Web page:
The Beast from the East decided to have one last foray, and I awoke last Sunday morning to another few inches of snow and bitter winds, driving spin drift into the air.
Undeterred, I loaded up my bicycle with panniers packed with gear and food, and set off to Waverley railway station in the heart of the city.
Pauline and I were west bound, and having had our adventure plans scuppered at the start of March we were determined not to let it happen again.
And how right we were. Though cold, when we arrived at Connel, just short of the bustling ferry port of Oban on the west coast, it was glorious, and not a patch of snow or high winds anywhere. The surrounding high peak mountains tops were capped in snow, but that is usual for this time of year and creates already stunning views into spectacular.
We didn't arrive until early afternoon, so our first day out was just over 20 miles to Glen Duror, which, if you've been following the making of my film about the Ballachulish ferries, will know Glen Duror was the lost ferry I found recently on Mull. So that connection was nice.
There was a bit of a head wind, and added to the fact that I was not only unfit but also exhausted after a hectic week, I struggled to keep up.But the delightful cycle path all the way took my mind of that, and the stunning views all around made the effort all worth while.
Just over halfway we passed the very picturesque, and best preserved example of such, Castle Stalker, sitting proud on a small tidal island. Still in private hands it dates back to the early 1300s.
We were on the Caledonia Way, which is a cycle route that runs from Campbeltown to Inverness, route 78, and the section we were on was perfect, only touching a main road once.
By late afternoon we were heading up Glen Duror, our destination a small bothy connect with a Highland character called James of the Glens. In the mid 1700s he was wrongfully accused of the murder of the chieftain Colin Campbell, aka The Red Fox, in Appin, and was hanged for it. Not lost to history, he makes a cameo appearance in the Robert Louis Stevenson's book, Kidnapped. When James was hung his body was left hanging for 18 months at the south end of Ballachulish ferry as a warning to others clans with rebellious intentions.
We decided to camp beside the bothy, one of his former homes, but the wind was blowing fierce and cold off the mountains resulting in a chilly night despite wearing several layers.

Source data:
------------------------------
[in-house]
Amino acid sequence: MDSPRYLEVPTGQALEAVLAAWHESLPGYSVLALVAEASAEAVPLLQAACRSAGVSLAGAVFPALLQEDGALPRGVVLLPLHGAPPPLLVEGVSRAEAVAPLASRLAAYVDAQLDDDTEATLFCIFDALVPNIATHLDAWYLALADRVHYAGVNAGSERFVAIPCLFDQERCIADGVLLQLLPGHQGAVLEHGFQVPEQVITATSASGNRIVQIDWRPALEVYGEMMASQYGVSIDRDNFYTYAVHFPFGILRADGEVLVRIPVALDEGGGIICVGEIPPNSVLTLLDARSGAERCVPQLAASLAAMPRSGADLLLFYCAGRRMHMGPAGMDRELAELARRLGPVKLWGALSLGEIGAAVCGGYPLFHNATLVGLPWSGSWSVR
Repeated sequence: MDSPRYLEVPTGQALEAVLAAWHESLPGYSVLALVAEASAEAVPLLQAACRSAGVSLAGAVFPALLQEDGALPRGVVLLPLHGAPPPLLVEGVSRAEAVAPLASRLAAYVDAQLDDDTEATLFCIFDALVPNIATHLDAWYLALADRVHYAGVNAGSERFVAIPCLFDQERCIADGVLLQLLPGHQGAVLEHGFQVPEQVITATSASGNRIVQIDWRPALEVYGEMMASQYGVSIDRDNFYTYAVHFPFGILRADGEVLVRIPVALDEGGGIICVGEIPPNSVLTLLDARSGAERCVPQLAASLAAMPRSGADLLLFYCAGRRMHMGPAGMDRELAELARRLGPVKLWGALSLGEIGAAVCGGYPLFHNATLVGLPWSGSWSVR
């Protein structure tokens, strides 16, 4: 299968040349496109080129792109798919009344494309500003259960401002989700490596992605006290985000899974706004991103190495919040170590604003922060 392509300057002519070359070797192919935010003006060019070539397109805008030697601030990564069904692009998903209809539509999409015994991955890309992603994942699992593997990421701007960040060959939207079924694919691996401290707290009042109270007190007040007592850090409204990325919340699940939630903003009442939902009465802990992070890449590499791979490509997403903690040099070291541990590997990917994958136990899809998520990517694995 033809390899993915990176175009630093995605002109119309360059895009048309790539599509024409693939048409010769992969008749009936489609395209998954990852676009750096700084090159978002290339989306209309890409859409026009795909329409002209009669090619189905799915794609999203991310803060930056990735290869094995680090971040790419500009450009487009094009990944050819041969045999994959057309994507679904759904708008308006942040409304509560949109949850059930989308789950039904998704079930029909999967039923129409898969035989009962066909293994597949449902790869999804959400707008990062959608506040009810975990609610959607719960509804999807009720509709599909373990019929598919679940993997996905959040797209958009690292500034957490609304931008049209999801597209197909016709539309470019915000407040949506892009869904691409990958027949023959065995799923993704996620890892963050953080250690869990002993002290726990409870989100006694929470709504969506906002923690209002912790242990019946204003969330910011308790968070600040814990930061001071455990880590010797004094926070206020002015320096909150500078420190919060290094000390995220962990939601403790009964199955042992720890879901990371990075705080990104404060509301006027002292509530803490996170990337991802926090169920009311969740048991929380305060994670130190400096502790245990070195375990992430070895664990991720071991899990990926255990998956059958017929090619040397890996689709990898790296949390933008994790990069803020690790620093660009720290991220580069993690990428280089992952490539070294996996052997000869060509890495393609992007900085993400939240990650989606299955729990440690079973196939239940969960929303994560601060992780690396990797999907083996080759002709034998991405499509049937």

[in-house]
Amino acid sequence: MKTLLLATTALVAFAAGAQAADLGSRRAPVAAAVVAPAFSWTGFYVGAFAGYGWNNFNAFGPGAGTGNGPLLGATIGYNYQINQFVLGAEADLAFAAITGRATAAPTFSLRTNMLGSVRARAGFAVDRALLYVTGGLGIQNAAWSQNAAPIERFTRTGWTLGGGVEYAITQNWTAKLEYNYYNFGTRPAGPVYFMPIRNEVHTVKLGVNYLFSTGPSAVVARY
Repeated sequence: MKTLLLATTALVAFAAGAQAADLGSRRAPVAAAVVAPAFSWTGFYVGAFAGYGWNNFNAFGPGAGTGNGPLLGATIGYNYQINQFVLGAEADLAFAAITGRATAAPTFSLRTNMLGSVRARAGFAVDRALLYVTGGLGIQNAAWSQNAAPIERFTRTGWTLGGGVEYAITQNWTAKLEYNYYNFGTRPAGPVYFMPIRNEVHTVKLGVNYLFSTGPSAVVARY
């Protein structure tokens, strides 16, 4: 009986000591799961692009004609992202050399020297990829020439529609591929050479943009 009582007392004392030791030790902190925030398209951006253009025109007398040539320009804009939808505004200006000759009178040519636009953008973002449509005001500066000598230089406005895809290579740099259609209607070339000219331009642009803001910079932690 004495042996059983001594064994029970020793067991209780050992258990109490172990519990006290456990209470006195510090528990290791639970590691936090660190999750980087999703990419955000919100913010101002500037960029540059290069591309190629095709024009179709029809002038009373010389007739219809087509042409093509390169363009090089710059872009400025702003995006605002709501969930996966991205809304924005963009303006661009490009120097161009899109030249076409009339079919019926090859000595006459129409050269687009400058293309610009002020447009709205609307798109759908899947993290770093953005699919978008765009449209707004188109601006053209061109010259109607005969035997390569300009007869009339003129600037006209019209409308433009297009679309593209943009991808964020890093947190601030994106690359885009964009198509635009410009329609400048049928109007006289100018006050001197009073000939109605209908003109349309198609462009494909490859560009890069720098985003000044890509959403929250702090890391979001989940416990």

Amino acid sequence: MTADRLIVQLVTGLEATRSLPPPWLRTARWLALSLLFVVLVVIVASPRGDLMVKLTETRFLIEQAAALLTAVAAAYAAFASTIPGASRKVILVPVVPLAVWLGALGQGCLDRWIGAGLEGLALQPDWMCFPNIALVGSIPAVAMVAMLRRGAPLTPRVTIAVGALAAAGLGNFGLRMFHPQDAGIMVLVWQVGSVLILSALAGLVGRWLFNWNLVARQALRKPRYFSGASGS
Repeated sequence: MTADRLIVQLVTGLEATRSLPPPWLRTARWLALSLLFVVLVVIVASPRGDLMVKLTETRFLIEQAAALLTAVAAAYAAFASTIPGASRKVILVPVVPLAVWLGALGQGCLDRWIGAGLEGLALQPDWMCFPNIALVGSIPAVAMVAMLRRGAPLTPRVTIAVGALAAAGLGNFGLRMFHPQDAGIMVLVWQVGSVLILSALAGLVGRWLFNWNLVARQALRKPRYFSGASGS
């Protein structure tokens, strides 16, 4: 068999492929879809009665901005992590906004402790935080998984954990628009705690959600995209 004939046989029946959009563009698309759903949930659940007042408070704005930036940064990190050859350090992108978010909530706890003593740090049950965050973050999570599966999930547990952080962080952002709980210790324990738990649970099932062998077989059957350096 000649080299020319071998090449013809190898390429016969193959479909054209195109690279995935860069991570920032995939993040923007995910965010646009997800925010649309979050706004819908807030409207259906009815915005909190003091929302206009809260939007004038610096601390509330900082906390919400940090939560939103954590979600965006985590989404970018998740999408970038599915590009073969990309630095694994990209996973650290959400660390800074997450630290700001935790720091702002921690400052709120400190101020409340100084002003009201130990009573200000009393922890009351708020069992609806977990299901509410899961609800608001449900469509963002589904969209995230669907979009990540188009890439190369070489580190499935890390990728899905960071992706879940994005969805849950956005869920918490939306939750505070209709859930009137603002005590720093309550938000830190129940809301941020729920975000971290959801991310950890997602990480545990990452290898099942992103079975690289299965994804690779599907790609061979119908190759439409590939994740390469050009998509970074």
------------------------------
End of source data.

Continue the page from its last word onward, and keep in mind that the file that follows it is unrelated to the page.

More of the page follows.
The following day we woke to a cloudless sky, and set off for Ballachulish. Now I was in familiar territory, boring Pauline with my childhood stories.
At Kentallen there was a nice surprise to find a preserved water tower from the days of the old steam trains.
The views were opening up to the north, and as we neared Ballachulish the ridges and mountain peaks of Glencoe started to rise into view.
Past my old childhood home of some 46 years ago, we were aiming for lunch in a coffee shop come gift shop called Craft & Things in Glencoe Village, and would meet up with Kate, the daughter of the last ferryman of the Ballachulish ferries.
Our camp for the night was back down the cycle path, and off into Port Appin. We found what could easily be described as the most beautiful wild camp spot we have ever stayed on. Right next to an unusual rock formation with a large opening though its heart, we had views across to the island of Lismore and mull beyond.
The sunset was stunning, and the afterglow and the appearance of a new moon just farmed the vista perfectly. Though if we though the previous night was cold then this night was arctic! With a cold day and not a cloud in the sky the temperature rapidly fell. I awoke at 2am shivering.
With a leisurely start and gear packed away, once the sun had melted the ice off out tent and bikes, we took the small ferry across to the island of Lismore.
It was another glorious day with hardly a breath of wind. On the island there is just one road, which is only about seven miles long, so there was not a great deal to explore. However, when we alighted the ferry a gentleman who reminded me of the actor Bill Nighy, told us of the most beautiful part of the island, where he happened to live, called Sailean. With no other idea in mind we set off.
Obviously it didn't take long, but as we approached I had my doubts, as the way was along an unpaved road, more akin to the entrance to someones private farm. But, this was the place, and beautiful it certainly was.
By mid afternoon we were aboard the Calmac ferry for the hours crossing to Oban and my train home. Refueled with local fish and chips I bade farewell to Pauline as she continued the adventure and I returned to Edinburgh on the most picturesque railway journey in the UK.
Another great adventure in the saddle.